Public Release: 

Good grief: Religious people may have better health while mourning

Center for Advancing Health

Elderly people whose religious beliefs help them cope with the loss of a loved one seem to stay healthier than those who don't look to spiritual forces for support, according to a new study.

"Bereavement puts individuals at risk for numerous physical and mental health disorders and subsequently increases the likelihood that they will need to use health services," say authors Holly Prigerson, Ph.D., and Michelle J. Pearce of Yale University. Their study is published in the August issue of the International Journal of Psychiatry in Medicine. However, "bereaved individuals who relied on religion to cope generally used outpatient medical services less frequently," they say.

The study included surveys with 265 bereaved persons with an average age of 62, followed by an interview four months later with 164 of the subjects. Researchers used a two-part question to assess how much each subject relied on religious coping. Thirty-three percent of the subjects were categorized as religious copers.

"Despite the expectation that health would decline given the documented health risks associated with bereavement, bereaved individuals who relied more heavily on religion to cope with their loss did not experience a significant increase in health problems," the researchers say.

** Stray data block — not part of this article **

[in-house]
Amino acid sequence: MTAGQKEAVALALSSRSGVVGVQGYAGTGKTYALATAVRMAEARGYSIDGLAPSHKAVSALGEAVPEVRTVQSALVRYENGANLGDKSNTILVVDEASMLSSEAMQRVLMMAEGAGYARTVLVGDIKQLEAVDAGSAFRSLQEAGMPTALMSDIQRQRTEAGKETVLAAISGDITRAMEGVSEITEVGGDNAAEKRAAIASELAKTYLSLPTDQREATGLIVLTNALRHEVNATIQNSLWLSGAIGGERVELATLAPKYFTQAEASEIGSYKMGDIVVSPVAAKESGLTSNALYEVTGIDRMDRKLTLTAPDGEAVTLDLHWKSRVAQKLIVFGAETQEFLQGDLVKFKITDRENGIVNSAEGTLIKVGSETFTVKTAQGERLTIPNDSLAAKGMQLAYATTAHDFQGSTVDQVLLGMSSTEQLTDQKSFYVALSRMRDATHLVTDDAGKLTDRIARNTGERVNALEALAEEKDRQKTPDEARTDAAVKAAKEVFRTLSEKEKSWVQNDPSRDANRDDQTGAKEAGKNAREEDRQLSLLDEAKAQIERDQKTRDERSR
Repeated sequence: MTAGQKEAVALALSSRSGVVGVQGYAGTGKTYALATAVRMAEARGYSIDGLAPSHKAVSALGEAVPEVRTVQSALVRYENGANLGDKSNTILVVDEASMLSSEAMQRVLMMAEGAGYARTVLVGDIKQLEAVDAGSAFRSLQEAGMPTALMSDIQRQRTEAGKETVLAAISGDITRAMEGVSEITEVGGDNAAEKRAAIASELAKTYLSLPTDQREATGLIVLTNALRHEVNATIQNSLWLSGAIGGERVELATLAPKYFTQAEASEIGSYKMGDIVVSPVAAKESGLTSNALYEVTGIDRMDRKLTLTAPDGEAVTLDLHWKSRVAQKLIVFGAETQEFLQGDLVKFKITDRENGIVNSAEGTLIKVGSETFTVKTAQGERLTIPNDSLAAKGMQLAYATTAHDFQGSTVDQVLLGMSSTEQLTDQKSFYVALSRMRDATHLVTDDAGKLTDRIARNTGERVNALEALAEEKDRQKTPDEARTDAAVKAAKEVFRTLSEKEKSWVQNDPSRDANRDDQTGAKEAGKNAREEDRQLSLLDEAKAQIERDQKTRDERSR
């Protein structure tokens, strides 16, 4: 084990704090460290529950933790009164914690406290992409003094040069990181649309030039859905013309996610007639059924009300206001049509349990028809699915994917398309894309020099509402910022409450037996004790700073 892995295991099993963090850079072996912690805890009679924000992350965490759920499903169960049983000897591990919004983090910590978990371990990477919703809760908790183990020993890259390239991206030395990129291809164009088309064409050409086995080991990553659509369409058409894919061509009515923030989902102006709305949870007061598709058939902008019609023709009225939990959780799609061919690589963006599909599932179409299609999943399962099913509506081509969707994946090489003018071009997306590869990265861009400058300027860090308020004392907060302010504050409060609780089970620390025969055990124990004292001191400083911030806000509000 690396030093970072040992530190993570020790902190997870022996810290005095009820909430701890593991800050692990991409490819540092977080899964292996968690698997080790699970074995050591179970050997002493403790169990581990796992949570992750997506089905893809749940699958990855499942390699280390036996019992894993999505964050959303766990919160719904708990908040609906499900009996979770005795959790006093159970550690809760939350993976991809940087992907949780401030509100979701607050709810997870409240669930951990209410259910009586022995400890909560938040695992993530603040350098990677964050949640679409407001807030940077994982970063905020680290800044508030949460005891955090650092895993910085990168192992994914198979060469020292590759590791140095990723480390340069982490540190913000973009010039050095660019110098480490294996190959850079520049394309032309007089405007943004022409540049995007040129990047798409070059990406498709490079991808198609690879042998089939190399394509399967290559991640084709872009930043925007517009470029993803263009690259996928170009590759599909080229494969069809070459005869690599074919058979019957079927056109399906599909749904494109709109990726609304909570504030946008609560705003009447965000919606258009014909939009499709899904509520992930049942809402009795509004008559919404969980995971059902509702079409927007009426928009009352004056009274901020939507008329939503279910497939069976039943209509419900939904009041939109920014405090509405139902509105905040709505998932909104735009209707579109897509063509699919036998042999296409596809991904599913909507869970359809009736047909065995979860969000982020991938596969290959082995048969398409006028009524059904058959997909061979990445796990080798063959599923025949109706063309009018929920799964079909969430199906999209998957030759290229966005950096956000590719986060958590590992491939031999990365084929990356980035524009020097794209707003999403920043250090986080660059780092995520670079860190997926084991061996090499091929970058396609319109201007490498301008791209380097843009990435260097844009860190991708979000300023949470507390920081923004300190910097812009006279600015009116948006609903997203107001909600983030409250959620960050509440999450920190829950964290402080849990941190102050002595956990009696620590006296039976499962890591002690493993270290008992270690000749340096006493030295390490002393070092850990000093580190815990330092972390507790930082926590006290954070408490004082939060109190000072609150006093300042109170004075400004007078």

Although the religious copers reported significantly more functional disabilities at the beginning of the study, they were just as healthy as the less religious after four months. The more religious subjects also reported making fewer visits to their doctors in the previous two months.

In contrast, the less religious subjects experienced a slight, but nonsignificant, deterioration in their health status during the follow-up period.

Pearce and colleagues suggest that since bereavement tends to increase mental and physical health problems, bereaved individuals may go to the doctor more often as a type of coping strategy. "However, bereaved individuals who use religion as a coping strategy do not need to also cope by visiting their doctor, and thus may have fewer doctor visits."

The authors also suggest that a greater reliance on religious coping could amount to large economic savings to the health care system. They estimate that with 800,000 individuals newly widowed each year, a religion-inspired reduction in doctor visits would add up to $180 million in savings.

The researchers are careful to note that they are not saying that bereaved people should seek religion in lieu of medical attention. Instead, they say, "mental and physical health care workers, as well as pastors and chaplains, may be advised to encourage religious individuals facing the death of a loved one to continue to practice their religious faith during the bereavement process."

They also note that 101 subjects were not available at the four-month follow up, reducing the statistical power of their study. Additionally, religious coping is a complex concept that is difficult to fully quantify, and the study's brief survey may not have reflected that complexity.


The study was funded with a grant from the National Institute of Mental Health.

Health Behavior News Service: (202) 387-2829 or
Interviews: Contact Karen Peart at (203) 432-1326 or
International Journal of Psychiatry in Medicine: Contact Thomas E. Oxman, M.D., at (603) 650-6147.

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